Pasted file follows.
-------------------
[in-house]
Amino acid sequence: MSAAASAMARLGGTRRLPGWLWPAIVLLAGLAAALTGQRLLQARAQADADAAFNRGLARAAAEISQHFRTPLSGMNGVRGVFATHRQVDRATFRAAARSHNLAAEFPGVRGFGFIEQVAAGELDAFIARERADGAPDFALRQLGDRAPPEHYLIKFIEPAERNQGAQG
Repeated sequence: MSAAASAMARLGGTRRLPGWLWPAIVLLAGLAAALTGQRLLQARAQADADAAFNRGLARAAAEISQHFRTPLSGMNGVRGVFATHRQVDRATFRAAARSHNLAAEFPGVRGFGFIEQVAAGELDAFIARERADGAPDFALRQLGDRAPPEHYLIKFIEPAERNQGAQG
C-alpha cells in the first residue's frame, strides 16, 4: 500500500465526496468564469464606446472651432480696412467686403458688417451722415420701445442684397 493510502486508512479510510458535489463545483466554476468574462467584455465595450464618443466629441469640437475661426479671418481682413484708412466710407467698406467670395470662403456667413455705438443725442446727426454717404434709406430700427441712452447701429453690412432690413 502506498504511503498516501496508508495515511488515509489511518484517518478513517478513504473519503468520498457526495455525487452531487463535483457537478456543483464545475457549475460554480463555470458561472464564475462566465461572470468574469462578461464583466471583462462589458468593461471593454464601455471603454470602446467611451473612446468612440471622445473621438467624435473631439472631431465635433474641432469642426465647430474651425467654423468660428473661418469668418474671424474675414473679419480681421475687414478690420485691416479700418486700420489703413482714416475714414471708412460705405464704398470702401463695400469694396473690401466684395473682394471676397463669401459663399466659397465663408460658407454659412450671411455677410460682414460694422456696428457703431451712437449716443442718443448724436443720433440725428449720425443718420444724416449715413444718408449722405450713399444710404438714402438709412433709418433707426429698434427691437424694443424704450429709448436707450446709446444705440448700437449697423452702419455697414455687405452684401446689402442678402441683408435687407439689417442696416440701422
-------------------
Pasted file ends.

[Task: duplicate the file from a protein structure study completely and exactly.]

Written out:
[in-house]
Amino acid sequence: MSAAASAMARLGGTRRLPGWLWPAIVLLAGLAAALTGQRLLQARAQADADAAFNRGLARAAAEISQHFRTPLSGMNGVRGVFATHRQVDRATFRAAARSHNLAAEFPGVRGFGFIEQVAAGELDAFIARERADGAPDFALRQLGDRAPPEHYLIKFIEPAERNQGAQG
Repeated sequence: MSAAASAMARLGGTRRLPGWLWPAIVLLAGLAAALTGQRLLQARAQADADAAFNRGLARAAAEISQHFRTPLSGMNGVRGVFATHRQVDRATFRAAARSHNLAAEFPGVRGFGFIEQVAAGELDAFIARERADGAPDFALRQLGDRAPPEHYLIKFIEPAERNQGAQG
C-alpha cells in the first residue's frame, strides 16, 4: 500500500465526496468564469464606446472651432480696412467686403458688417451722415420701445442684397 493510502486508512479510510458535489463545483466554476468574462467584455465595450464618443466629441469640437475661426479671418481682413484708412466710407467698406467670395470662403456667413455705438443725442446727426454717404434709406430700427441712452447701429453690412432690413 502506498504511503498516501496508508495515511488515509489511518484517518478513517478513504473519503468520498457526495455525487452531487463535483457537478456543483464545475457549475460554480463555470458561472464564475462566465461572470468574469462578461464583466471583462462589458468593461471593454464601455471603454470602446467611451473612446468612440471622445473621438467624435473631439472631431465635433474641432469642426465647430474651425467654423468660428473661418469668418474671424474675414473679419480681421475687414478690420485691416479700418486700420489703413482714416475714414471708412460705405464704398470702401463695400469694396473690401466684395473682394471676397463669401459663399466659397465663408460658407454659412450671411455677410460682414460694422456696428457703431451712437449716443442718443448724436443720433440725428449720425443718420444724416449715413444718408449722405450713399444710404438714402438709412433709418433707426429698434427691437424694443424704450429709448436707450446709446444705440448700437449697423452702419455697414455687405452684401446689402442678402441683408435687407439689417442696416440701422